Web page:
The Firms

August 11, 2011 3:15 PM

Am Law Data: Summer Associate Class Sizes Up in 2011

Posted by Tom Huddleston Jr.

After shrinking to their lowest levels in recent memory last year, summer associate classes at more than 70 leading law firms grew at least modestly this summer and the average summer class size at more than 100 firms was up 25 percent, according to The American Lawyer's latest Summer Hiring Survey.

Of the 126 firms that responded to the 2011 survey, 111 provided class-size figures for both 2010 and 2011. This summer's average class size at those 111 firms is 33.3 associates, a 25 percent increase over the 26.7 associates the same firms employed last summer. Overall, 71 of the 111 firms hired more summer associates this year than they did in 2010.

The increase in class sizes reverses last year's trend, when the 114 firms that responded to the 2010 Summer Hiring Survey reported hiring fewer summer associates than they had in 2009. On average, class sizes at those firms fell from 55 associates in 2009 to 31 in 2010, a 44 percent decline.

For complete survey results, see the interactive chart, Summer Class Sizes by Firm, 2011 v. 2010 on

Much of the growth in summer class size this year came at the nation's largest law firms. Of the 111 firms that provided 2010 and 2011 data, those in The Am Law 100 reported an average class size this year of 49.2 associates, up 28 percent over last year's 38.4 associates. The growth was even greater among Am Law 50 firms, whose 2011 summer classes averaged 76.3 associates, a 36 percent rise over 2010's 56.3 associates.

The increase in class sizes was more modest among Am Law Second Hundred firms. Average class size at those firms rose just 10 percent between 2010 and 2011, going from 23.2 summer associates to 26.1.


The size of this year's summer classes says as much about the economic conditions in 2009 and 2010 and the lag in law firm recruiting as it does about current conditions, says Craig Primis, litigation partner and recruitment chairman at Kirkland & Ellis. Kirkland reported the largest gross increase in the size of its summer class between 2010 and 2011, going from 66 to 140—approaching the 160 summer associates it employed in 2009.

"All firms hired more conservatively in 2010, in light of the market situation in 2008 [and] 2009," Primis says, adding that a strong year across all practice areas allowed Kirkland to make a greater recruiting push this summer.

Among large firms, few experienced a bigger drop in class size in 2010 than Cravath, Swaine & Moore. Cravath shrunk its summer associates class 81 percent, from 123 in 2009 to just 23 last year. This year, the firm joined the trend toward larger classes by bringing in 52 summer associates, a 126 percent increase over 2010. Cravath declined a request to comment for this article.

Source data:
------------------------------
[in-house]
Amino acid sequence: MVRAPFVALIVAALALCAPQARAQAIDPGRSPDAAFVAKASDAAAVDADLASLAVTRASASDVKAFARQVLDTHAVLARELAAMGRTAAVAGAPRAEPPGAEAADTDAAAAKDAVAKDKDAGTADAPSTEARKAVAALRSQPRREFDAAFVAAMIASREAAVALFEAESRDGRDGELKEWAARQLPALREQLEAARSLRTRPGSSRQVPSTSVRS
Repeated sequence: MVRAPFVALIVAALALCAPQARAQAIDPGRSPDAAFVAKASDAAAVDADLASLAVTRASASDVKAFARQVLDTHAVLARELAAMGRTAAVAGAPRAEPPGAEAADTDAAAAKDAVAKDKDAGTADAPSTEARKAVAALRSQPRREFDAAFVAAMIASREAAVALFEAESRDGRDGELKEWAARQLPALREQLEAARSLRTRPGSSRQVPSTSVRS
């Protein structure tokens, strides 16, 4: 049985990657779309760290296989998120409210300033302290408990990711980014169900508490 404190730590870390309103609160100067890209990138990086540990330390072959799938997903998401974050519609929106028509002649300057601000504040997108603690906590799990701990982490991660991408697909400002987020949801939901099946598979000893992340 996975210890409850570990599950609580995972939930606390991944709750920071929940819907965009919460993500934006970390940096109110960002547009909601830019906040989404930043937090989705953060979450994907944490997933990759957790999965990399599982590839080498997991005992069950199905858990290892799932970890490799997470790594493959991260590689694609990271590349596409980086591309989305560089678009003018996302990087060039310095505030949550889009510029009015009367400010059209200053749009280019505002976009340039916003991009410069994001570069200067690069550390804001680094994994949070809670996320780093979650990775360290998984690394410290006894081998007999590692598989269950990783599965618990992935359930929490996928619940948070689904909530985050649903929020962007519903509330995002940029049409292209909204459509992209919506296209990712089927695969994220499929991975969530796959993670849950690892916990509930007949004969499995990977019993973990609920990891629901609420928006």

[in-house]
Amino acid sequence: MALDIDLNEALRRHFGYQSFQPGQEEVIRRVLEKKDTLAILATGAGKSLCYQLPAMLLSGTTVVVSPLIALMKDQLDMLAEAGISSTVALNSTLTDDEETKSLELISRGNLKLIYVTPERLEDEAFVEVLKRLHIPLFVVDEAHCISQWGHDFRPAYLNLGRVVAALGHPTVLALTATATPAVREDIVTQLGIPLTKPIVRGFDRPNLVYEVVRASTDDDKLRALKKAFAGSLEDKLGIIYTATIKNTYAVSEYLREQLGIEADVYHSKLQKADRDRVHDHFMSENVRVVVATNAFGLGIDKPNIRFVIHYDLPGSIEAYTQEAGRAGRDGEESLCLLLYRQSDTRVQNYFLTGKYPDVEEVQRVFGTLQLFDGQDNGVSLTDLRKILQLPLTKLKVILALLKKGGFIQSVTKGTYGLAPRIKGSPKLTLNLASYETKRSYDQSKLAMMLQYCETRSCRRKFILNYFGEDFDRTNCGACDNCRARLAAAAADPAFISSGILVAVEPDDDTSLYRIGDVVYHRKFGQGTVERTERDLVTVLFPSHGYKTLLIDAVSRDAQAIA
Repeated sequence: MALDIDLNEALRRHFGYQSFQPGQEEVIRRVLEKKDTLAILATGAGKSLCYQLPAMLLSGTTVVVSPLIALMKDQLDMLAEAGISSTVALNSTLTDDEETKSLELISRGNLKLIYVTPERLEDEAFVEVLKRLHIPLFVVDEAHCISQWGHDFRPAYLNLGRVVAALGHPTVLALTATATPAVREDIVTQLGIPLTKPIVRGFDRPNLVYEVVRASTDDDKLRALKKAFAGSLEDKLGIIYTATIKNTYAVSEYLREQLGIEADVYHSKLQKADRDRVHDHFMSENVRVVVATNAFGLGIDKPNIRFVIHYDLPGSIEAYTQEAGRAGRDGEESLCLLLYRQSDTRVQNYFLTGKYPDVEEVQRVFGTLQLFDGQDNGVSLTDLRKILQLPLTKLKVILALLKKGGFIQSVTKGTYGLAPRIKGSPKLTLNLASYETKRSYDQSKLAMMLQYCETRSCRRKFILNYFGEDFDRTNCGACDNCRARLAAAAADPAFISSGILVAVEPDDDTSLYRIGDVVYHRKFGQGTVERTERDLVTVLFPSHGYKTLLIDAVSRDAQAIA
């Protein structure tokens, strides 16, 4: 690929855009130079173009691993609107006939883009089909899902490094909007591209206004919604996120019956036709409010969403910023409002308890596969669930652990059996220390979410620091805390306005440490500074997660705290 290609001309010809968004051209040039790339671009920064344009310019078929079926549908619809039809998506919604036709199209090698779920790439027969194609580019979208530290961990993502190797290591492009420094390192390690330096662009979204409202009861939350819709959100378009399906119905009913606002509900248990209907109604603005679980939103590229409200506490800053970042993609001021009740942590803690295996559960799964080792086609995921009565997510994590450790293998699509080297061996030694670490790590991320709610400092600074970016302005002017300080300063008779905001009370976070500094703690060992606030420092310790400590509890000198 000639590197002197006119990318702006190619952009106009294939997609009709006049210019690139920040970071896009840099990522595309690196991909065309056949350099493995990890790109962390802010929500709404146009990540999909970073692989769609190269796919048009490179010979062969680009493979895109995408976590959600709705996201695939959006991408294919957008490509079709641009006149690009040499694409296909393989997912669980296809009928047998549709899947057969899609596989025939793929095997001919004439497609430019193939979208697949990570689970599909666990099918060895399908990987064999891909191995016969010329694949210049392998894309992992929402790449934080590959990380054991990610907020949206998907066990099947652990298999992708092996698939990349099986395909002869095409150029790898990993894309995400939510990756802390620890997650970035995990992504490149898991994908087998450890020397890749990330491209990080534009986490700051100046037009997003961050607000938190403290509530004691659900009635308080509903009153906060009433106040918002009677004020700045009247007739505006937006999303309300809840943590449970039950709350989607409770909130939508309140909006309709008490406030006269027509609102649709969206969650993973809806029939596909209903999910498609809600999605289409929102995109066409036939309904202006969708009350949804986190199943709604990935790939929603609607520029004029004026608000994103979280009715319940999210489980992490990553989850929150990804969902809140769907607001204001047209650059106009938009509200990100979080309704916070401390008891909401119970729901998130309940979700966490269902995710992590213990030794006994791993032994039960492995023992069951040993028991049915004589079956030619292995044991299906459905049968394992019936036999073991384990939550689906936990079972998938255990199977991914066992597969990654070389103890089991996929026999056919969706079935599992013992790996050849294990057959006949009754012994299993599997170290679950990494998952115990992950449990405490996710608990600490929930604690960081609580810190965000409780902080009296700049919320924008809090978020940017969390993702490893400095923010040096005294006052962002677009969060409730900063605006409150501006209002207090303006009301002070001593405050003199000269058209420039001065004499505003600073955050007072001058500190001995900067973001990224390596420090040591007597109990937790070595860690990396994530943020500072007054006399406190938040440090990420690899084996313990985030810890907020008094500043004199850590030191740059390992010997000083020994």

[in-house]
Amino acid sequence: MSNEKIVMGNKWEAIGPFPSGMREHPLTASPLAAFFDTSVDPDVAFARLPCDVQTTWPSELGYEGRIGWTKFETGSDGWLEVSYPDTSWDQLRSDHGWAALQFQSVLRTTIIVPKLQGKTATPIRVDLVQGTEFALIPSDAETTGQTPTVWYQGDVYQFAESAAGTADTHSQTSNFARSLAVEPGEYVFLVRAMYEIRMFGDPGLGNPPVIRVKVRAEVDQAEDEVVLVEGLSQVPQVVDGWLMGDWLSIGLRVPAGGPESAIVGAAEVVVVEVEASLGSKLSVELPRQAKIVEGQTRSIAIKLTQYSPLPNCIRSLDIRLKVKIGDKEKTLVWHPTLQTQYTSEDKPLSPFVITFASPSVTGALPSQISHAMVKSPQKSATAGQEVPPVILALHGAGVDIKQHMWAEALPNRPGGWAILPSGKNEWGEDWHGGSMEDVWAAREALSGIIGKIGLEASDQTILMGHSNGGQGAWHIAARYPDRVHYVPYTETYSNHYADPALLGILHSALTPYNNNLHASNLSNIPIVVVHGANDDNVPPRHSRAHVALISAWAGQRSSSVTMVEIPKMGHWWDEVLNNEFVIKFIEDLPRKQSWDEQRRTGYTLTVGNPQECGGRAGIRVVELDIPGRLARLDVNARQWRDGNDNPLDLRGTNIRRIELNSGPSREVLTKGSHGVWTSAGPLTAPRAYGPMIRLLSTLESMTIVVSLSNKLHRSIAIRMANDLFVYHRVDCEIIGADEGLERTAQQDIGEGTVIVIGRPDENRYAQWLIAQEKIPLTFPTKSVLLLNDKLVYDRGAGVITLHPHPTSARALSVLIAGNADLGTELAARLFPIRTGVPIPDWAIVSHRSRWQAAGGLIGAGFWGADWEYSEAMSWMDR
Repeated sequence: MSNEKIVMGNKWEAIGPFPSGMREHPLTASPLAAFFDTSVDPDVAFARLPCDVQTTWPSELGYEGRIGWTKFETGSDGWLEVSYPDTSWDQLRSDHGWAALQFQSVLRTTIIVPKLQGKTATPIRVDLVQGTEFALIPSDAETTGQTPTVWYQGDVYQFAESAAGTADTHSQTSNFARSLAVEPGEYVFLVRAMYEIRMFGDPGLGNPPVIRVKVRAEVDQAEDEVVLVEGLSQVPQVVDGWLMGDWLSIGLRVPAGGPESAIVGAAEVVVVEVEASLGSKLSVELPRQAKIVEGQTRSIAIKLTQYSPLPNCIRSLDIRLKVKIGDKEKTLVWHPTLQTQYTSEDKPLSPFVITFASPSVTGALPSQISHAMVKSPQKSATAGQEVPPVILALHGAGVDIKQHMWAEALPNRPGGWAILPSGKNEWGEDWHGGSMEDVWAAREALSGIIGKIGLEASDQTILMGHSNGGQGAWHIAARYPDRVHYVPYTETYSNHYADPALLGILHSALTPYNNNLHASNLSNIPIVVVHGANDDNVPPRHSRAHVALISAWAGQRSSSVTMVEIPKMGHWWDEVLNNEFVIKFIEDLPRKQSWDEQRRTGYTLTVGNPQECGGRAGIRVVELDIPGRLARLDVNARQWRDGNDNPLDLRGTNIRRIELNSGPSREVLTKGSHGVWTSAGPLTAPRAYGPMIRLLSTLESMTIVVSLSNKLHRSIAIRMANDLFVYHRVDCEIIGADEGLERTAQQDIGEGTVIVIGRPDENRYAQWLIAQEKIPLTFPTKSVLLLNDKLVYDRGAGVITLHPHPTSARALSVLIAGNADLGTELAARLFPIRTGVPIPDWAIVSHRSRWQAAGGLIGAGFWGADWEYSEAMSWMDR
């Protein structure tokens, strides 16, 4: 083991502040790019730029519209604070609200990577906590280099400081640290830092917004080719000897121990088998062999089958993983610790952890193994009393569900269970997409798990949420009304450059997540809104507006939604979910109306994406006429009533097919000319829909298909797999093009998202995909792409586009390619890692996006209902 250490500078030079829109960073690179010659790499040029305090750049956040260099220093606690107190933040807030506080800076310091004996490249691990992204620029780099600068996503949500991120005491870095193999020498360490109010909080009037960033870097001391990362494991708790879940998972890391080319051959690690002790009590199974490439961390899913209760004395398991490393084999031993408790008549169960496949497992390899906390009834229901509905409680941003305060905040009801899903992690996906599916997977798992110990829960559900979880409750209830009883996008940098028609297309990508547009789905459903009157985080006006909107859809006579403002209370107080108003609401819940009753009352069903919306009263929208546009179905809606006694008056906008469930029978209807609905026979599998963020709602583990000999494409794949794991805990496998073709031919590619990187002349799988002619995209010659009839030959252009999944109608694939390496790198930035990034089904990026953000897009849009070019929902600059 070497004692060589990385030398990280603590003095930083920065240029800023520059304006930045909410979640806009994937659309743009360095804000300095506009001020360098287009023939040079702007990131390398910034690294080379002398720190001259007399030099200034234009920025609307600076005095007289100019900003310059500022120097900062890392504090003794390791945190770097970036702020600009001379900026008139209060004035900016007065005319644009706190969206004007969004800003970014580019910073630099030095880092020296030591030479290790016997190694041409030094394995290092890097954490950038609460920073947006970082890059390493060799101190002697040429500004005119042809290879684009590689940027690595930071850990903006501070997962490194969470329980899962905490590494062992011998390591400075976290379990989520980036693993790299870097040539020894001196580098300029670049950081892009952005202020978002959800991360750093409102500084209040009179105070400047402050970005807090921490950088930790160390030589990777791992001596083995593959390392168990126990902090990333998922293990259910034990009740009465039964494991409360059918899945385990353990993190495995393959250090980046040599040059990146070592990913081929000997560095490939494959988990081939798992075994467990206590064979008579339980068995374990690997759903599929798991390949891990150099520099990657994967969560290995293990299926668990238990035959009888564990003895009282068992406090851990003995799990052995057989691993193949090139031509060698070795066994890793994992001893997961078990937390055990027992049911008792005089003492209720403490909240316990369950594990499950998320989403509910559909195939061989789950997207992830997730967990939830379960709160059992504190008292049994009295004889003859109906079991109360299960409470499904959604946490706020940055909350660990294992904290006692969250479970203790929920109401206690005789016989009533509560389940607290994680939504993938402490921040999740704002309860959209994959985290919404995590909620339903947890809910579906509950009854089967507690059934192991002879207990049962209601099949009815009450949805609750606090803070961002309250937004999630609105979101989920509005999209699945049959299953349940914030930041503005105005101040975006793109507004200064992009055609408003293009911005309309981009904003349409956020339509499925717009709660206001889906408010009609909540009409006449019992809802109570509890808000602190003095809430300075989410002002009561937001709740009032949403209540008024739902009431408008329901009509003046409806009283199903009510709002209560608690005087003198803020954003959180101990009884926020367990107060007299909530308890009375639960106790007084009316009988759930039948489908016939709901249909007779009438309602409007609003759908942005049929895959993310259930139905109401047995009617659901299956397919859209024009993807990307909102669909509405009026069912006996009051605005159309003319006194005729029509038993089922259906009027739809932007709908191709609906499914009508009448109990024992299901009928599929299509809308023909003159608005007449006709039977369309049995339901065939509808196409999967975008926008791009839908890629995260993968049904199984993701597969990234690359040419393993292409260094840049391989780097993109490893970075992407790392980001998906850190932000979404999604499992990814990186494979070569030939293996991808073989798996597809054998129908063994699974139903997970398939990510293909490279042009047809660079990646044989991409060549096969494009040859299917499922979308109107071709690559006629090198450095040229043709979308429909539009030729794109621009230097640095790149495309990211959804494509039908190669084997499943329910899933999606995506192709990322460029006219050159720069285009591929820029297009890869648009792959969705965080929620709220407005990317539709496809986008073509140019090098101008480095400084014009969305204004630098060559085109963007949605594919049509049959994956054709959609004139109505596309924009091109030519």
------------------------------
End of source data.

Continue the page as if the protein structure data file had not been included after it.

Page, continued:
Of the firms that provided data for both years, Latham & Watkins admitted the largest summer class in 2011. In fact, the 168 associates Latham employed this summer is not just well above the 110 it had last year, but also above the 156 associates the firm accepted in 2009.

Class sizes did not grow across the board. Dewey & LeBoeuf saw the largest drop in class size this year among Am Law 100 firms, both in terms of raw numbers and percentage (from 51 in 2010 to 29 in 2011, a 43 percent drop). Dewey did not respond to requests for comment.

In another sign that summer hiring was on the rebound this year, several firms—including Connolly, Bove; Morgan, Lewis & Bockius; and Quarles & Brady—that scrapped their programs altogether last year revived them this year.

One firm that falls into that category, but does not appear on our 111-firm chart because it did not provide 2010 data when completing the Summer Hiring Survey, is Ballard Spahr

The firm accepted 36 summer associates in 2009, many of whom were forced to accept deferred offers of employment. The firm wound up cutting its summer associate program last year to make room for those deferred associates. This year, Ballard Spahr revived the program, though it took on only 14 students. Future class sizes are likely to be similarly modest, says John Grugan, the firm's hiring partner in Philadelphia.

"We view [the summer program] as integral to the firm and to building and continuing our culture,” Grugan says. “But I don't think that we're going to go back to the time when we had 25 summer associates."

Purchase the electronic version of the Summer Hiring Survey with information and details from ALM Legal Intelligence. Visit or call 1-888-770-5647.


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